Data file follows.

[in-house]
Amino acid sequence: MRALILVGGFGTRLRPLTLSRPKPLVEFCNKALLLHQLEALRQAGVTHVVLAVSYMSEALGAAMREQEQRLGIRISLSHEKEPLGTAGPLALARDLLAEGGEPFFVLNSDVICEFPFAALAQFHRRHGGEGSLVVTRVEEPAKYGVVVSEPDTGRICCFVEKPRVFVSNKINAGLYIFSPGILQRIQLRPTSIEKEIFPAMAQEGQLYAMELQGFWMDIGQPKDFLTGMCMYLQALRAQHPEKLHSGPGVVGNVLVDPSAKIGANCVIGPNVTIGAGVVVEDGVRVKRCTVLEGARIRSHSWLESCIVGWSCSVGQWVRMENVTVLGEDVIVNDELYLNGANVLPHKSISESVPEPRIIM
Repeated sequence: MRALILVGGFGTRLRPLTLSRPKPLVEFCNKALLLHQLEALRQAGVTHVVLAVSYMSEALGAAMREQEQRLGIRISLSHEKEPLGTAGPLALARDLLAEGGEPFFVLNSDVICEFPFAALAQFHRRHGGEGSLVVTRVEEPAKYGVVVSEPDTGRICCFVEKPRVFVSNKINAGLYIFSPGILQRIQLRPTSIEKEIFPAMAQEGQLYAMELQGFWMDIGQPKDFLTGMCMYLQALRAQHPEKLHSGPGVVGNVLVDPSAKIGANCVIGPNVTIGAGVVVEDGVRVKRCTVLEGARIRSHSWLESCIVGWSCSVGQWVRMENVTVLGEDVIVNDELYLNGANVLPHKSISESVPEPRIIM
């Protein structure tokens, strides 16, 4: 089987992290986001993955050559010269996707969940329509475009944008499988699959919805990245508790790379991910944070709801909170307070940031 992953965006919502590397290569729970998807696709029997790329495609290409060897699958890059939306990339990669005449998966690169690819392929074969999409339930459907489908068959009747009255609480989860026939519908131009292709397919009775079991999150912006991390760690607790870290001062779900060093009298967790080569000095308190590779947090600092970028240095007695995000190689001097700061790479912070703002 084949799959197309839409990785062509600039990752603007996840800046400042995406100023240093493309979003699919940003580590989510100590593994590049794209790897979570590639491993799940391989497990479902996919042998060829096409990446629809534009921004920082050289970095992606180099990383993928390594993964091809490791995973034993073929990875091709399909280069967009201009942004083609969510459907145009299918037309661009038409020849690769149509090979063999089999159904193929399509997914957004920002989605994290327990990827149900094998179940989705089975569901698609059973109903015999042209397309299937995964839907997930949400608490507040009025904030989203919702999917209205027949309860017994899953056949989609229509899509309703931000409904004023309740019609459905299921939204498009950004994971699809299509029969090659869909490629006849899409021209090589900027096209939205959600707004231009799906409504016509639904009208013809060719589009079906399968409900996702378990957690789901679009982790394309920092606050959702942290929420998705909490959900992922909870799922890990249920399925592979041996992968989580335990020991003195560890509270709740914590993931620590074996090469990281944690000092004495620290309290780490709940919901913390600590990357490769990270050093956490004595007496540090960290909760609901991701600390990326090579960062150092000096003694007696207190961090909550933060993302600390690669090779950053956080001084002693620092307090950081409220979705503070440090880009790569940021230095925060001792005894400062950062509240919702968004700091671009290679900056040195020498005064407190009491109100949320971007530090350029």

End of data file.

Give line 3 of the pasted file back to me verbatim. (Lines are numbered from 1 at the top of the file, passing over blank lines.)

Repeated sequence: MRALILVGGFGTRLRPLTLSRPKPLVEFCNKALLLHQLEALRQAGVTHVVLAVSYMSEALGAAMREQEQRLGIRISLSHEKEPLGTAGPLALARDLLAEGGEPFFVLNSDVICEFPFAALAQFHRRHGGEGSLVVTRVEEPAKYGVVVSEPDTGRICCFVEKPRVFVSNKINAGLYIFSPGILQRIQLRPTSIEKEIFPAMAQEGQLYAMELQGFWMDIGQPKDFLTGMCMYLQALRAQHPEKLHSGPGVVGNVLVDPSAKIGANCVIGPNVTIGAGVVVEDGVRVKRCTVLEGARIRSHSWLESCIVGWSCSVGQWVRMENVTVLGEDVIVNDELYLNGANVLPHKSISESVPEPRIIM